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The Western Australian government introduced a bill on July 12, 2017, that will update and consolidate the State’s workplace health and safety legislation. The Work Health and Safety (WHS) Bill, based on the federal WHS Act, will ensure improved alignment with Australia’s legislation and will replace the Occupational Safety and Health Act 1984, the Mines Safety and Inspection Act 1994, and the Petroleum and Geothermal Energy Safety Levies Act 2011. The Bill is anticipated to be introduced into Parliament in mid-2019, following a lengthy consultation period.
- Prohibit the application of certain pesticides and putting into ground of insecticide coating the seeds of certain crops, except if they have been justified in advance by an agrologist;
- Require to update and keep a register of their use of pesticides;
- Prohibit the sale and the application of insecticide on grass;
- Establish safe distances when putting into ground insecticide coating the seeds of certain crops;
- Require to have a fumigation permit or certificate to use sulfuryl fluoride and magnesium phosphide.
These changes would be put in place by amending the Pesticides Management Code and the Regulation respecting permits and certificates for the sale and use of pesticides.
Organizations that collect, use, or disclose personal information in the course of a commercial activity should be aware that new data breach reporting rules may soon be in force.
The new rules would:
- Specify minimum requirements for providing a data breach report to the Commissioner and for notifying affected individuals of a data breach; and
- Establish the scope and retention period for data breach record-keeping.
These rules would be put in place by creating the Breach of Security Safeguards Regulations under the Personal Information Protection and Electronic Documents Act. Interested persons can comment on the proposed rules by October 1, 2017.
4. Quebec- New mine health and safety requirements in place
Mine worker safety rules have changed to create new requirements for high-visibility safety apparel, air quality monitoring after a mine has been abandoned, and training of hoistmen and rescuers.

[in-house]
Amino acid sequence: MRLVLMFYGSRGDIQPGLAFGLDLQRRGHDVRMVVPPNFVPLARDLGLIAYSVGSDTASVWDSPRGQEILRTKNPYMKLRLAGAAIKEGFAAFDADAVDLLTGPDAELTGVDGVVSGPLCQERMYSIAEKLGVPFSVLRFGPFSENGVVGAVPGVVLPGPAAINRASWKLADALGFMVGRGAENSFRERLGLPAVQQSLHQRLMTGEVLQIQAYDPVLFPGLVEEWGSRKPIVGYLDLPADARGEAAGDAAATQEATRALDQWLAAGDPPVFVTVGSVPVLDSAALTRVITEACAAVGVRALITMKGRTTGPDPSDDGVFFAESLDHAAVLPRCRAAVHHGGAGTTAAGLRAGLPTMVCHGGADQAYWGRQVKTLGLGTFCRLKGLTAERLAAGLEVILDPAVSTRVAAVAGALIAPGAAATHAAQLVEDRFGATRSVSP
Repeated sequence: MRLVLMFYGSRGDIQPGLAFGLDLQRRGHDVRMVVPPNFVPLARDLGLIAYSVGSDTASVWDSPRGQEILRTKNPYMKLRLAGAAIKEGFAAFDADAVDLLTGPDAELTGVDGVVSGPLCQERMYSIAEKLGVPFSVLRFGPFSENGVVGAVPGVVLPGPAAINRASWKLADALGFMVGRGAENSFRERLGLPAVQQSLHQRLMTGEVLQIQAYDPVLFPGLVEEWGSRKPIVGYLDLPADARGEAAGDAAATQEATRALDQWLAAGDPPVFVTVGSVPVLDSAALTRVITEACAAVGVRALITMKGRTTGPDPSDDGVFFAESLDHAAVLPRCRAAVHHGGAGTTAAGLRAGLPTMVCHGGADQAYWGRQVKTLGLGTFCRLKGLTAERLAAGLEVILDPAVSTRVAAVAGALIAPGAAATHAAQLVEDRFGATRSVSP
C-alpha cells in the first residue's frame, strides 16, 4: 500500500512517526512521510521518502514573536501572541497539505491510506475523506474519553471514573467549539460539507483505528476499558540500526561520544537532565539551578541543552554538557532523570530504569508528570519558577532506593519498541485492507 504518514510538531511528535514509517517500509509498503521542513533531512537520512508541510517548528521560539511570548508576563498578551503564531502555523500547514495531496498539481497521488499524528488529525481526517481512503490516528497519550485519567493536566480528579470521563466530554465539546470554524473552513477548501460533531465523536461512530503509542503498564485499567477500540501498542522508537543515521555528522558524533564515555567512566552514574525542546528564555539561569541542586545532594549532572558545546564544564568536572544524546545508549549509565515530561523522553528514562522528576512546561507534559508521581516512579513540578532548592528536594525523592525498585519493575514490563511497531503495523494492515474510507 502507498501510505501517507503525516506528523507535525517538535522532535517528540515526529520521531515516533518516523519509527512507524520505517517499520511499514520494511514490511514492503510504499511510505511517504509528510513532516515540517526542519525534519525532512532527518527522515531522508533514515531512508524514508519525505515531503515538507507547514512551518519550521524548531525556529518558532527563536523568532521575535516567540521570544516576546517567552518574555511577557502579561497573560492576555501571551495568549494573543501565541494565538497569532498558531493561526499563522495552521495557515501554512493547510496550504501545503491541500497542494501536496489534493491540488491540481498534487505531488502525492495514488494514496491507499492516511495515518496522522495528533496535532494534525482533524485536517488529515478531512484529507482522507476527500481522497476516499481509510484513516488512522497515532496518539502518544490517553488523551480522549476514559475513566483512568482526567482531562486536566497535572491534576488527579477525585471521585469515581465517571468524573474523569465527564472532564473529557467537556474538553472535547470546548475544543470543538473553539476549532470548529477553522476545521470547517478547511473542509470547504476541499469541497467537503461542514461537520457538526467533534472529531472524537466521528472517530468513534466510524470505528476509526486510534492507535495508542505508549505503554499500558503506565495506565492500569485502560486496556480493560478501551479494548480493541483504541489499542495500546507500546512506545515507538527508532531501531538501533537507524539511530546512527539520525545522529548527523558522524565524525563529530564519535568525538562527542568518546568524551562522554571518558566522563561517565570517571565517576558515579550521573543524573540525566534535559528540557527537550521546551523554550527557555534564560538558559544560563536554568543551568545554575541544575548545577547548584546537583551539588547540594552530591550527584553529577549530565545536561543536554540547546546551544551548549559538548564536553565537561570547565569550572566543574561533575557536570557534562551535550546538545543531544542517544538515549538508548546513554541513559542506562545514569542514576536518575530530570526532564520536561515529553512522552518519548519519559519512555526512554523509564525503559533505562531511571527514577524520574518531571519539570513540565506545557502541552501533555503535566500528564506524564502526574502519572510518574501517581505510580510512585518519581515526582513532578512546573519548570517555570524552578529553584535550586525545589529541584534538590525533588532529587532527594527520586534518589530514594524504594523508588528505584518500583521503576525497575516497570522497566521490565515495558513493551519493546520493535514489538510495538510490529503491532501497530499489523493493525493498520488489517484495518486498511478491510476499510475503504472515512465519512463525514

In particular, the new rules:
- Require that high-visibility safety apparel be worn both above and below ground. This requirement would start on January 1, 2018.
- Establish mandatory conditions for the training of hoistmen.
- Apply stricter safety conditions and training to the rescuers monitoring air quality in a mine where work has been abandoned.
These changes are in force and have been put in place by amending the Regulation respecting occupational health and safety in mines.
French ordinances were published on August 31, 2017, containing what ministers said were “concrete and major measures” to overhaul and simplify the present Code du Travail, which covers every aspect of working life in France. The proposed reforms include the provision that in companies with more than 50 employees, the works’ council, the health and safety committee, and the workers’ representatives will now be merged into a single representative body called the economic and social committee. Additional provisions would permit some companies to make local agreements with regard to working hours and conditions, bypassing national union officers. Enactment of the decrees is expected at the end of September. Previous presidents have tried and failed for 20 years to make France’s lengthy and complex Labour Code more flexible.
France’s Minister of State presented a bill on September 6, 2017, to end research and exploitation of conventional and unconventional hydrocarbons and various provisions relating to energy and the environment. “Leaving fossil energies in the subsoil” is one of the main thrusts of the Climate Plan to combat climate change. France now becomes the first country in the world to propose a bill to prohibit the exploration and exploitation of hydrocarbons on its territory, as foreseen in the presidential campaign project. The bill begins the gradual exit from the production of oil and gas on French territory in 2040, and is the prohibition of the research and exploitation of shale gas. The bill also contains a provision on the transposition of Directive 2016/2284 on the reduction of national emissions of certain atmospheric pollutants.
7. Rules and Regulations: Freedom of Information Act Program
Applies to: 40CFR-1601 This interim final rule revises the Chemical Safety and Hazard Investigation Board’s (CSB) Freedom of Information Act (FOIA) rule. The purpose of this revision is to ensure consistency with the FOIA Improvement Act of 2016 and to update certain other provisions of the CSB’s current rule. This interim final rule supersedes all previous CSB rules and guidance that supplement and implement the CSB FOIA Program.
8. Rules and Regulations: Bylaws of the Pension Benefit Guaranty Corporation
Applies to: 29CFR-4002 The Pension Benefit Guaranty Corporation is amending its bylaws regulation to conform to changes in the bylaws adopted by the Board of Directors.
9. Delay proposed for crane operator certification deadline
The Occupational Safety and Health Administration is proposing to extend the deadline by which all crane operators must be certified from November 10, 2017 to November 17, 2018. As a stopgap measure, employers must ensure that their crane operators are trained and competent until the effective date of mandatory certification.
10. Proposed Rules: Emergency Preparedness and Operations Reliability Standards
Applies to: 18CFR-40 The Federal Energy Regulatory Commission proposes to approve Emergency Preparedness and Operations (EOP) Reliability Standards EOP-004-4 (Event Reporting), EOP-005-3 (System Restoration from Blackstart Resources), EOP-006-3 (System Restoration Coordination), and EOP-008-2 (Loss of Control Center Functionality).